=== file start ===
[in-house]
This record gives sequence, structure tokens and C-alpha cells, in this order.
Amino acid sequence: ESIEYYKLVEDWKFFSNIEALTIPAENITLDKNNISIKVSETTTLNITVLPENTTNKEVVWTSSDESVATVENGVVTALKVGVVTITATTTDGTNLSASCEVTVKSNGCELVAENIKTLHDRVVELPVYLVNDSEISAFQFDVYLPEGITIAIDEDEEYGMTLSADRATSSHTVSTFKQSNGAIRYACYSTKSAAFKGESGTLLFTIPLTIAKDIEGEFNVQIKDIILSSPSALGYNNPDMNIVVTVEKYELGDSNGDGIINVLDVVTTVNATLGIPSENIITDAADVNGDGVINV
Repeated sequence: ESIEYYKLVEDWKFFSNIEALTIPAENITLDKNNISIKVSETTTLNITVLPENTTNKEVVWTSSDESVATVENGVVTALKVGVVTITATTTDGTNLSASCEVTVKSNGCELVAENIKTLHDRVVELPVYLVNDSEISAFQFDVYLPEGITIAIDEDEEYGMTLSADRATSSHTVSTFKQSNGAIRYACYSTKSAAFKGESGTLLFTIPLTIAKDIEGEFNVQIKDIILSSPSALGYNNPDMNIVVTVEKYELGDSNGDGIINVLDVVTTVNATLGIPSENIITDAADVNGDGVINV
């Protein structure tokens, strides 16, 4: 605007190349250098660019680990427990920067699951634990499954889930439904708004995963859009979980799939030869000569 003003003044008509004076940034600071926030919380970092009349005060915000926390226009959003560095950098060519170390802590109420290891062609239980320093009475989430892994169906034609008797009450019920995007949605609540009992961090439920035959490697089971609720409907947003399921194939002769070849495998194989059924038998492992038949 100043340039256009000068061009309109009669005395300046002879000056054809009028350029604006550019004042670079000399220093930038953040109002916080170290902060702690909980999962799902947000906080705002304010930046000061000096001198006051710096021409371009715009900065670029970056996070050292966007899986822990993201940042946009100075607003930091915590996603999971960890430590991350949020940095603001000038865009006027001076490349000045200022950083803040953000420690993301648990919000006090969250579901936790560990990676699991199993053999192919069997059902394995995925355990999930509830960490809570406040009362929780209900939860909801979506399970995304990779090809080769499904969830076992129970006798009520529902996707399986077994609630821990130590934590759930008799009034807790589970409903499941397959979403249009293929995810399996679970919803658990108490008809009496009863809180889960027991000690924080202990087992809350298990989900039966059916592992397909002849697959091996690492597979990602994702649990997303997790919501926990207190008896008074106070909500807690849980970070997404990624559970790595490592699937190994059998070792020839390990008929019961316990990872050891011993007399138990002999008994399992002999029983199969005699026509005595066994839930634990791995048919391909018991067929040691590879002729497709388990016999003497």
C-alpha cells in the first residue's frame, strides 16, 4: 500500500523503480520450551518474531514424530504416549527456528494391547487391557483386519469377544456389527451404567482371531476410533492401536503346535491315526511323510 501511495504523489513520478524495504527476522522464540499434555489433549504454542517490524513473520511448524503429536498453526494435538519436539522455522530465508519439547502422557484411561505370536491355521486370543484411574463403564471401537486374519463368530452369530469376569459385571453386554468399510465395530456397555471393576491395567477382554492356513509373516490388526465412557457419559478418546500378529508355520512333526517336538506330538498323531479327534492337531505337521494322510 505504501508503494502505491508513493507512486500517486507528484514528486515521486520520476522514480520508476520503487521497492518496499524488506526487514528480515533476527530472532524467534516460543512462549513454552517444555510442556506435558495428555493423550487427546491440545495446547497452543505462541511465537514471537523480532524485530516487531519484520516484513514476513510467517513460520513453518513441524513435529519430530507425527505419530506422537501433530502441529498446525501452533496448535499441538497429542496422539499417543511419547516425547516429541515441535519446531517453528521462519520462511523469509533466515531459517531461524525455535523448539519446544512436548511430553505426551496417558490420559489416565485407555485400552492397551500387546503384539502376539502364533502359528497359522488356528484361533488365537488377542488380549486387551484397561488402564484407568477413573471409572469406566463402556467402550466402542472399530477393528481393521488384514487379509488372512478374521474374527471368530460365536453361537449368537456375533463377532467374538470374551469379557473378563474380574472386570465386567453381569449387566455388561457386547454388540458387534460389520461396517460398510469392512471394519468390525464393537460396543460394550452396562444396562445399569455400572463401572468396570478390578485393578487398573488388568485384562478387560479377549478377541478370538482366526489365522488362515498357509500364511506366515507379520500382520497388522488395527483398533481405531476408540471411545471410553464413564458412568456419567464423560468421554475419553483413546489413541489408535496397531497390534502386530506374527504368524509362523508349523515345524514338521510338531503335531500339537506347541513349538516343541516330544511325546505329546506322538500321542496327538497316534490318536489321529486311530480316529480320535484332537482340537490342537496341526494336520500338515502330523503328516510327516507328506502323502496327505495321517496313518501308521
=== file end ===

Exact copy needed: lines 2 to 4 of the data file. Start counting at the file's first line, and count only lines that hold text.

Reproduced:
This record gives sequence, structure tokens and C-alpha cells, in this order.
Amino acid sequence: ESIEYYKLVEDWKFFSNIEALTIPAENITLDKNNISIKVSETTTLNITVLPENTTNKEVVWTSSDESVATVENGVVTALKVGVVTITATTTDGTNLSASCEVTVKSNGCELVAENIKTLHDRVVELPVYLVNDSEISAFQFDVYLPEGITIAIDEDEEYGMTLSADRATSSHTVSTFKQSNGAIRYACYSTKSAAFKGESGTLLFTIPLTIAKDIEGEFNVQIKDIILSSPSALGYNNPDMNIVVTVEKYELGDSNGDGIINVLDVVTTVNATLGIPSENIITDAADVNGDGVINV
Repeated sequence: ESIEYYKLVEDWKFFSNIEALTIPAENITLDKNNISIKVSETTTLNITVLPENTTNKEVVWTSSDESVATVENGVVTALKVGVVTITATTTDGTNLSASCEVTVKSNGCELVAENIKTLHDRVVELPVYLVNDSEISAFQFDVYLPEGITIAIDEDEEYGMTLSADRATSSHTVSTFKQSNGAIRYACYSTKSAAFKGESGTLLFTIPLTIAKDIEGEFNVQIKDIILSSPSALGYNNPDMNIVVTVEKYELGDSNGDGIINVLDVVTTVNATLGIPSENIITDAADVNGDGVINV